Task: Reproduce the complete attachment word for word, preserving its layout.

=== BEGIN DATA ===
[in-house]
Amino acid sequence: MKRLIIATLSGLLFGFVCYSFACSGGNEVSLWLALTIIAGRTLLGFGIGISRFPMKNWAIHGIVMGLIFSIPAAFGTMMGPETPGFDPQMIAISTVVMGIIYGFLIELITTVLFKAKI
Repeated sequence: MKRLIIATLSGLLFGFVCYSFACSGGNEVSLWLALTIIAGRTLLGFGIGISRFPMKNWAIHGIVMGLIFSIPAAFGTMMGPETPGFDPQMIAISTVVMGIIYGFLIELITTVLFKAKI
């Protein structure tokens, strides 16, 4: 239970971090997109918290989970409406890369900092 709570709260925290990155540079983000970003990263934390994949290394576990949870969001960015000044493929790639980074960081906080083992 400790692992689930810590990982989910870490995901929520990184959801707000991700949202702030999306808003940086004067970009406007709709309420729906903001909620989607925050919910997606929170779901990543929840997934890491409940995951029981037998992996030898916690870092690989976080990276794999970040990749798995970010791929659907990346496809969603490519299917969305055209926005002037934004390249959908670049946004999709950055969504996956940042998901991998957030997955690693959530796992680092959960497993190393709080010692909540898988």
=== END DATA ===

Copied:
[in-house]
Amino acid sequence: MKRLIIATLSGLLFGFVCYSFACSGGNEVSLWLALTIIAGRTLLGFGIGISRFPMKNWAIHGIVMGLIFSIPAAFGTMMGPETPGFDPQMIAISTVVMGIIYGFLIELITTVLFKAKI
Repeated sequence: MKRLIIATLSGLLFGFVCYSFACSGGNEVSLWLALTIIAGRTLLGFGIGISRFPMKNWAIHGIVMGLIFSIPAAFGTMMGPETPGFDPQMIAISTVVMGIIYGFLIELITTVLFKAKI
């Protein structure tokens, strides 16, 4: 239970971090997109918290989970409406890369900092 709570709260925290990155540079983000970003990263934390994949290394576990949870969001960015000044493929790639980074960081906080083992 400790692992689930810590990982989910870490995901929520990184959801707000991700949202702030999306808003940086004067970009406007709709309420729906903001909620989607925050919910997606929170779901990543929840997934890491409940995951029981037998992996030898916690870092690989976080990276794999970040990749798995970010791929659907990346496809969603490519299917969305055209926005002037934004390249959908670049946004999709950055969504996956940042998901991998957030997955690693959530796992680092959960497993190393709080010692909540898988």